As far as the gameplay is concerned, it seems to be made solely for fans of the original. I say this because I can't see anyone implementing such an archaic control scheme this late in a game's life, expecting gamers to adapt to it. Once on the field and the ball was snapped, it was ridiculously difficult to complete routine passes or gain even a modicum of yardage on hand-off plays. The complex controls certainly just got in the way at times—football games publishers should include a disclaimer advising ample hand stretching before playing to avoid injuries from to the arduous finger gymnastics I was required to perform.

Something as relatively simple as getting my receivers up field was a chore. With the unrealistic pacing Ben mentioned, it could prove be quite daunting. It's evident in every part of the game. From the time the ball touches the hands of the quarterback—there never seems to be any time to hit a receiver or select a new one—to when it's fourth and goal, there seems to be defenders flying at you before you really have time to react. Also, as Ben mentioned, it is easy to lose sight of the receivers and defenders because their character models break down as they go off into the distance. What winds up happening is that they become pixelated blotches that run into and away from each other with little to really distinguish them.

When all is said and done, NFL GameDay 2001's weak graphics can be ignored, but the flawed gameplay cannot. If there were ever a reason to release a sequel, it would be to correct these crucial problems, but 989 Studios and Red Zone Interactive evidently saw no need to. Since they saw no need to improve their own game, I see no need to give it a decent rating. Rating: 4.0 out of 10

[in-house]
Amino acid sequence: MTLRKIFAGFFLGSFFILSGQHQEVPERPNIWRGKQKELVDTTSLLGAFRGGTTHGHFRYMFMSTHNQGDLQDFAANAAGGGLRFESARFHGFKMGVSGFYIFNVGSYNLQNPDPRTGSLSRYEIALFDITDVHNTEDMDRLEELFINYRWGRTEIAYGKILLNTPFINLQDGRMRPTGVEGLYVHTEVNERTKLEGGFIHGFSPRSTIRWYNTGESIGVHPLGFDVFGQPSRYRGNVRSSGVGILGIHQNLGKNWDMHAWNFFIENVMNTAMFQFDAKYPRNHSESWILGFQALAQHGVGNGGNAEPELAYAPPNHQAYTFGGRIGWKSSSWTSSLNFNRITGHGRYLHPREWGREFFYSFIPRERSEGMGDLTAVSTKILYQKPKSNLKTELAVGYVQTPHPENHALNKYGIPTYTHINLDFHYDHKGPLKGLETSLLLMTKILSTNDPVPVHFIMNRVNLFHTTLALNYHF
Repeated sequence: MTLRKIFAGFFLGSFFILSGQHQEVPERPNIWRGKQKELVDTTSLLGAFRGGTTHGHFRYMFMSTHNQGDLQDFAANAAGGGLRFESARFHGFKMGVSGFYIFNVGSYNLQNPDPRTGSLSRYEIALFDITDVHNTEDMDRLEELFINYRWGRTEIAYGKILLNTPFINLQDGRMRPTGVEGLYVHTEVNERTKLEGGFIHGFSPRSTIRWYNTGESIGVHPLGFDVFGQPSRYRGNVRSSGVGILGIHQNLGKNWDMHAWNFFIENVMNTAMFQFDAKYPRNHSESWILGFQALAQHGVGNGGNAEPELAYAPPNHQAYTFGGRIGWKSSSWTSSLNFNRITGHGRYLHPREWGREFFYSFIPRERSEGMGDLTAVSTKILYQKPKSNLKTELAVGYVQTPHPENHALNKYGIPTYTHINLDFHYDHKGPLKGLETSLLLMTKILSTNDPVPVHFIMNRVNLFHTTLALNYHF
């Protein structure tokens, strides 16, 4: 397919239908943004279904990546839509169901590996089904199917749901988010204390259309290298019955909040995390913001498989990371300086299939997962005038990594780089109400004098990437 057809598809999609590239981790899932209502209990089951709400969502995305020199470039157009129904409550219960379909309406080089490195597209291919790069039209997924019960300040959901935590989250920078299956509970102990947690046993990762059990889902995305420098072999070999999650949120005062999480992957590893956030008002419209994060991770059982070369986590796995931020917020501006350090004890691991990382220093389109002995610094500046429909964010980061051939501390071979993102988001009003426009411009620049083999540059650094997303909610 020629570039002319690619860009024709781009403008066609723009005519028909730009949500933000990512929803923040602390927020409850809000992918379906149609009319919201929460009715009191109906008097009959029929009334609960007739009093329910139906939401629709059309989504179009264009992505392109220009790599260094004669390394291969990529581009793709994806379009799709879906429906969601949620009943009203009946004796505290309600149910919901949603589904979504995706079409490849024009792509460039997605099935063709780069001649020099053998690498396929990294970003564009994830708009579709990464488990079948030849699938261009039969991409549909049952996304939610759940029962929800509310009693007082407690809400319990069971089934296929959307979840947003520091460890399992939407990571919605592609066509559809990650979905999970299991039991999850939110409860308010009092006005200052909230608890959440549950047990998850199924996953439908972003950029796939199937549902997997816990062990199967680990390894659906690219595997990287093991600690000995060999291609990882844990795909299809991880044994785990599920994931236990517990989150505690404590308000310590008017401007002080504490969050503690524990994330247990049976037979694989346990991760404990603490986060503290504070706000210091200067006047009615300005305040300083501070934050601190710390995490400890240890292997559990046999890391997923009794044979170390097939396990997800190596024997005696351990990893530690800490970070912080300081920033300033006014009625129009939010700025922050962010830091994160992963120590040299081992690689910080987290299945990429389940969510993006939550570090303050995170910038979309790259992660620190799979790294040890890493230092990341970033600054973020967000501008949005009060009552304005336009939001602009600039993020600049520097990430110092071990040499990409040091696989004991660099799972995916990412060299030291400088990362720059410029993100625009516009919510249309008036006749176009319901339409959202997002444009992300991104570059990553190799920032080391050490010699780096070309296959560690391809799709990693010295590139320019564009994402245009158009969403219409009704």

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I am surprised to be saying this, but I cant argue with anything Chi has said. I say that because Chi seemed to enjoy this game a whole lot more than I did while playing and I was expecting him to have given the game an 8.0 or even higher. Its obvious that the graphics and sounds of Code: Veronica blew us away; the characters in the game look beautiful and animate fluidly. I agree with Chi that the 3D environments really frees up character movements and, at the same time, allows better panning angles that can heighten the drama and terror of certain scenes (both features, it should noted, first appeared almost a year ago in Capcoms Dino Crisis for the PlayStation.) However, it seems that Capcom have tired of improving the game because, despite its obvious flaws, the survival horror releases have remained unchanged.